She said the district is continuing to advocate for a community safety plan that would outline the decision-making process for “at-risk events” and identify appropriate responses.
Pat DeChellis, LCF’s director of public works, said he hadn’t seen any major issues with the project except for dust control. He said the county had agreed to do more to “control the airborne dust” after meeting with Hillside School and Learning Center last Thursday. The county Sheriff’s Department is still providing traffic control at Oak Grove and Berkshire in the afternoon, he added.
Spartan Allstars Sports Day Camp director Tamar Hill said her organization — which uses the LCHS campus — felt the Big Dig had made it rethink its approach.
“In a lot of ways, the changes we made have worked out better,” Hill said. For instance, check-in and checkout for the youth camp have been moved indoors, she said. They used to be in the parking lot.
Campers “stay cooler, especially since the past two days … summer has finally hit with a vengeance,” Hill said. “It’s very nice to not have kids sitting outside.”
The sports camp also has relocated all field activities from the varsity and junior varsity baseball fields to the Stadium or Oak Grove Field (both softball fields), away from what are considered high-risk zones.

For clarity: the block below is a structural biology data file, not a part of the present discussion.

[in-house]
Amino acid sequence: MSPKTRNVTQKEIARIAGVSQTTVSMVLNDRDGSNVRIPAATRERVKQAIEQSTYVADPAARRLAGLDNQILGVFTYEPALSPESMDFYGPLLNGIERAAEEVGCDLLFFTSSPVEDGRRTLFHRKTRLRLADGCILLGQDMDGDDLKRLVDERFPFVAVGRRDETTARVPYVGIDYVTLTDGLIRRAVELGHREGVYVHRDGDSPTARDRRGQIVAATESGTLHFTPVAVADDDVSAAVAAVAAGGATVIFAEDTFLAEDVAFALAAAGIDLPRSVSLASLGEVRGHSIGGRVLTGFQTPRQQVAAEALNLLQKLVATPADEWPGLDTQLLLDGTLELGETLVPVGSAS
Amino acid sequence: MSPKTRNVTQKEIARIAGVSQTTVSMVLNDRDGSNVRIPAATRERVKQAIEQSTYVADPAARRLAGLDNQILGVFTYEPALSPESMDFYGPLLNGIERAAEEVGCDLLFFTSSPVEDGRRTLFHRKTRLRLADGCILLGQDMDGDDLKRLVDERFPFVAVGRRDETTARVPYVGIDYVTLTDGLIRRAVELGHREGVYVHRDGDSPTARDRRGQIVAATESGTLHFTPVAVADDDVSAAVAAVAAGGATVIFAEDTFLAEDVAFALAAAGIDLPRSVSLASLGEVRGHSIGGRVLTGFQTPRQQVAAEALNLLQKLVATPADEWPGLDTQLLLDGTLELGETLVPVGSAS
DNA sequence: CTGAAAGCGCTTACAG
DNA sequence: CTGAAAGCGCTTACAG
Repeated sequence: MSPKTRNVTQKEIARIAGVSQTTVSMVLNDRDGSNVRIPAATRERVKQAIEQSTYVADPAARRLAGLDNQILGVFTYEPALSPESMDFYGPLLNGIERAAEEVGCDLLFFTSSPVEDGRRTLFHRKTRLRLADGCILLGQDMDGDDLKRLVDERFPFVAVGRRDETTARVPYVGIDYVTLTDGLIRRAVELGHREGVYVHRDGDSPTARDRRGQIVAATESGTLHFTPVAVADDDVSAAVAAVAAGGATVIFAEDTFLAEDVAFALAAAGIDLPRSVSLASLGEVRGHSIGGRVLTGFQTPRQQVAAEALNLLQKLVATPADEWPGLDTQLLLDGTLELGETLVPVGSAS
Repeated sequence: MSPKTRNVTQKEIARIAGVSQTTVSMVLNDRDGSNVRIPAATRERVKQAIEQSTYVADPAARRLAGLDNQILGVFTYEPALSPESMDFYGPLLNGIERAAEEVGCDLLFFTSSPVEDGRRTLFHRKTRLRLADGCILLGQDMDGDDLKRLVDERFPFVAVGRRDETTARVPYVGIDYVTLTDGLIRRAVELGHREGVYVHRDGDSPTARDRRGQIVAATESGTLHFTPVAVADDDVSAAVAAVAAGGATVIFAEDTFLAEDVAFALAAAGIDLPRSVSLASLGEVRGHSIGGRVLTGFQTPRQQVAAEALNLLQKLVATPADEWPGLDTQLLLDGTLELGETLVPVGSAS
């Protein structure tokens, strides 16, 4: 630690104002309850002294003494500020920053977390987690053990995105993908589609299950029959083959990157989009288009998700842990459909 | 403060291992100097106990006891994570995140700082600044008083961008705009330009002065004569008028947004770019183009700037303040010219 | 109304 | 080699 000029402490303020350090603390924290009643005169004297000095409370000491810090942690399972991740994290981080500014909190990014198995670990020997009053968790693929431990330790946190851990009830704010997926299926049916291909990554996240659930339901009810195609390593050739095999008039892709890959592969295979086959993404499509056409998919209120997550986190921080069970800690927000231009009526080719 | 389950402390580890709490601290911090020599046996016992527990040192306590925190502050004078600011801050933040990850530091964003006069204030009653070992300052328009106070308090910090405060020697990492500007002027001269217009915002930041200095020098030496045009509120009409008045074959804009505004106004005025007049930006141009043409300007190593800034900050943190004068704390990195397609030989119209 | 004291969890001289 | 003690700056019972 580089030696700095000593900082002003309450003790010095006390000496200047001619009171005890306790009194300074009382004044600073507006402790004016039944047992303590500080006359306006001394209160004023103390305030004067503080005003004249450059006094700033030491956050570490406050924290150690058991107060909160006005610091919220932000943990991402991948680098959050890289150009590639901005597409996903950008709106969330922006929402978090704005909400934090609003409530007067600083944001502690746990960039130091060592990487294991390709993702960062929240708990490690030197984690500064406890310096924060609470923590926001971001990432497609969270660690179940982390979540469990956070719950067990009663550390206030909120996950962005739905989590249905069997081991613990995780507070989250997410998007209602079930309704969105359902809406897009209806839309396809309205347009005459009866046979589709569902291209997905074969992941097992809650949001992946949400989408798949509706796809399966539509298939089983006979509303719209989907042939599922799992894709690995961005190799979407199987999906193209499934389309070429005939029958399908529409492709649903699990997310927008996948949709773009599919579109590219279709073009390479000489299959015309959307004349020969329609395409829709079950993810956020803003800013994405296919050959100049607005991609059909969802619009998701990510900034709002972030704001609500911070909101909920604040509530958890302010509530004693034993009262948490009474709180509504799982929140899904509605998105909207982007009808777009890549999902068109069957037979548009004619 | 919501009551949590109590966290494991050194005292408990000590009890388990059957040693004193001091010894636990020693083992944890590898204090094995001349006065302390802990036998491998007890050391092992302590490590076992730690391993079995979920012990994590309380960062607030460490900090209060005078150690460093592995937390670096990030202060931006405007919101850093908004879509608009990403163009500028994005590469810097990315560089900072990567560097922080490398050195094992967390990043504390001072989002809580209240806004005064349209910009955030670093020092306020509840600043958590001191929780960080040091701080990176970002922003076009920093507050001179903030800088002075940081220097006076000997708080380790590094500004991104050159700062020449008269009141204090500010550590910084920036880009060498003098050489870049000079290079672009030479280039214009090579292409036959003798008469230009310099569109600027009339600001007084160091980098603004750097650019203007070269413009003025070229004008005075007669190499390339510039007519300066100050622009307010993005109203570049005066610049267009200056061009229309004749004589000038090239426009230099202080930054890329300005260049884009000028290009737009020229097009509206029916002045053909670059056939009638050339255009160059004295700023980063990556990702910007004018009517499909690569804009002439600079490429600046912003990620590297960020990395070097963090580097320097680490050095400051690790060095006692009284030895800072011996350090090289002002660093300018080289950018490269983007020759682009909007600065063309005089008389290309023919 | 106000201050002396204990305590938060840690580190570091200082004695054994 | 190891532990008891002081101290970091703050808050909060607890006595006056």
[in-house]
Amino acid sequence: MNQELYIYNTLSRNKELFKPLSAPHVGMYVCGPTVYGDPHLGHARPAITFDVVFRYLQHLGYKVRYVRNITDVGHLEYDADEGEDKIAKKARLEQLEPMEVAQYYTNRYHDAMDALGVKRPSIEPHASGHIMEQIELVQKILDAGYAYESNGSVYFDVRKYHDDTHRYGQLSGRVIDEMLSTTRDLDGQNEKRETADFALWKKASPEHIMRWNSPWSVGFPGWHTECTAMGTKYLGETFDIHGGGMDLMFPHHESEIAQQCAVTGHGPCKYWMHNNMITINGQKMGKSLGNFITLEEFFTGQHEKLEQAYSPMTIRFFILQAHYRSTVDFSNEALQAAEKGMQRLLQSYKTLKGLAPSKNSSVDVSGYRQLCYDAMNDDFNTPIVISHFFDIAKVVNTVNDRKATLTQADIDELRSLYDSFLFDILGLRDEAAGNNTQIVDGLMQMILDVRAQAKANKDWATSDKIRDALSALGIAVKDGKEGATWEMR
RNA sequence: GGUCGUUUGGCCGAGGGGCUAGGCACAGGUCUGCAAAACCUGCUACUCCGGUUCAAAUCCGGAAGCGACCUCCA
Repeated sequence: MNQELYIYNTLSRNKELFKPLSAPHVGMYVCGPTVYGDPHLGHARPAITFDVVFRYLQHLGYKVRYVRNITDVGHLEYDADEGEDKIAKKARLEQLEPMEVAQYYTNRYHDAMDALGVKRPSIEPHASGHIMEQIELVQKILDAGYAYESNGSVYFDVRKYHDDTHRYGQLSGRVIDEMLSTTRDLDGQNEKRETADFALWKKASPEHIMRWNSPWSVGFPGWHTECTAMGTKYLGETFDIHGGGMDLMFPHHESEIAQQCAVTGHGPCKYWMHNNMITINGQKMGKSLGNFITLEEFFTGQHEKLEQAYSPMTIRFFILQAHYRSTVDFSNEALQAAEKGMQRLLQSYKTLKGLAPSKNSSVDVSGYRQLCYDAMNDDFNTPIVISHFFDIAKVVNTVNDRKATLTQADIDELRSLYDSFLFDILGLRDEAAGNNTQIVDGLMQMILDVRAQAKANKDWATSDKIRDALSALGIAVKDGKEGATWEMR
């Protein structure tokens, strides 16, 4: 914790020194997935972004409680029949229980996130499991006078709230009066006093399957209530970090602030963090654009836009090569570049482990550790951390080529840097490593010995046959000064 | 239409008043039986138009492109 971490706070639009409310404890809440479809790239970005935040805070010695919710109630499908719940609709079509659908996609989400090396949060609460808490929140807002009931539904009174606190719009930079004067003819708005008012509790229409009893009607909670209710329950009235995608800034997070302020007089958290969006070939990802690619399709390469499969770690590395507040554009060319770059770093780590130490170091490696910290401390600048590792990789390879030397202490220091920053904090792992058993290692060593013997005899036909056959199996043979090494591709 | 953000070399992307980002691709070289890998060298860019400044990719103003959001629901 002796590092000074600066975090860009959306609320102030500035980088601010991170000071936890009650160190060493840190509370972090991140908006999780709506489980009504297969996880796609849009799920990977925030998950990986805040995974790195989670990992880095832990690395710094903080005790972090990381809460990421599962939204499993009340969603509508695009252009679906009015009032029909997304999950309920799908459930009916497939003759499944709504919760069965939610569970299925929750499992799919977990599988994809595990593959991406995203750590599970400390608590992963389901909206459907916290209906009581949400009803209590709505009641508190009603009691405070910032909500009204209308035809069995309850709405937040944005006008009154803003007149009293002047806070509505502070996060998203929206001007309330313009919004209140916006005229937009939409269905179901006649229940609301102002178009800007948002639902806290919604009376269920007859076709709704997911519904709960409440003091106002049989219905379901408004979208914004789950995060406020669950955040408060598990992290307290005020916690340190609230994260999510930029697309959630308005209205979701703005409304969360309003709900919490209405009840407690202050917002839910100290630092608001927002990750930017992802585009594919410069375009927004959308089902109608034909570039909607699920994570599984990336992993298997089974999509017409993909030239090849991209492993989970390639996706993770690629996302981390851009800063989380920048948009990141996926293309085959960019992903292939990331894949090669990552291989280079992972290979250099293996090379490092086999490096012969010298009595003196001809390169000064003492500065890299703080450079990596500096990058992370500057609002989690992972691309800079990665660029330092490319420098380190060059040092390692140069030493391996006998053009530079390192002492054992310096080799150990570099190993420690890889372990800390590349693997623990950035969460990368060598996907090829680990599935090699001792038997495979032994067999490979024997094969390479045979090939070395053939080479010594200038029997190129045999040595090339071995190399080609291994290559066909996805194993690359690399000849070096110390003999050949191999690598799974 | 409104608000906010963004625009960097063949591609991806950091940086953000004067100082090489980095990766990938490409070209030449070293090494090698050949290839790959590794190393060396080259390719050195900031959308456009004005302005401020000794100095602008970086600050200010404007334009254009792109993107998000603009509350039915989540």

Hill said a parent group, LCF 4 Healthy Air, had done a great job in raising concerns associated with the Big Dig to help the camp prepare. LCF 4 Healthy Air includes local residents who aim to reduce safety and health hazards to the community affected by the Big Dig.
Kelly Davis, a member of the group, said on Tuesday that county officials had been “very, very responsive” in the first few weeks of sediment removal. She said the group was pleased with the response to the dust issue and that the county is continuing to look at what else it can do.
“Summer school hasn’t started yet, so we’ll see how things go when it’s in full swing,” Davis said.
Guy Fish, executive director of Tom Sawyer Camps, which has a 10-week summer day camp in Hahamonga Watershed Park above Devil’s Gate Dam, said his organization does not anticipate the sediment removal will affect daily camp activities.
Bob Frank, director of the Hillside school near LCHS, said the project won’t really affect summer school there because classes will be held indoors. The school has obtained air monitors for the indoors and outdoors, as well as air purifiers, he said.
“I think the parents know we’ll take care of their kids,” said Frank, adding that the summer session begins on Monday. “Since the project began, there’s truck traffic but no more than what we’ve seen since it started. From my standpoint, the county has been very responsive to the concerns we’ve had.”
LCFEF’s Dalbeck noted that her physical education students will primarily be kept indoors at LCHS except in the early morning, when there will be swimming because the state mandates it and there are no similar facilities at FIS.
From July 1-19, LCUSD summer school students will move to the FIS site at Cornishon Avenue where some of the fields, the gym and tennis courts will be used, Dalbeck said.
The LCUSD closed FIS after the 1982-83 school year, though the facility continues to be used.
Anyone who has issues with the project can go to the county’s website at dpw.lacounty.gov/swe/devilsgate, email devilsgateproject@pw.lacounty.gov or call the hotline at (626) 458-2507.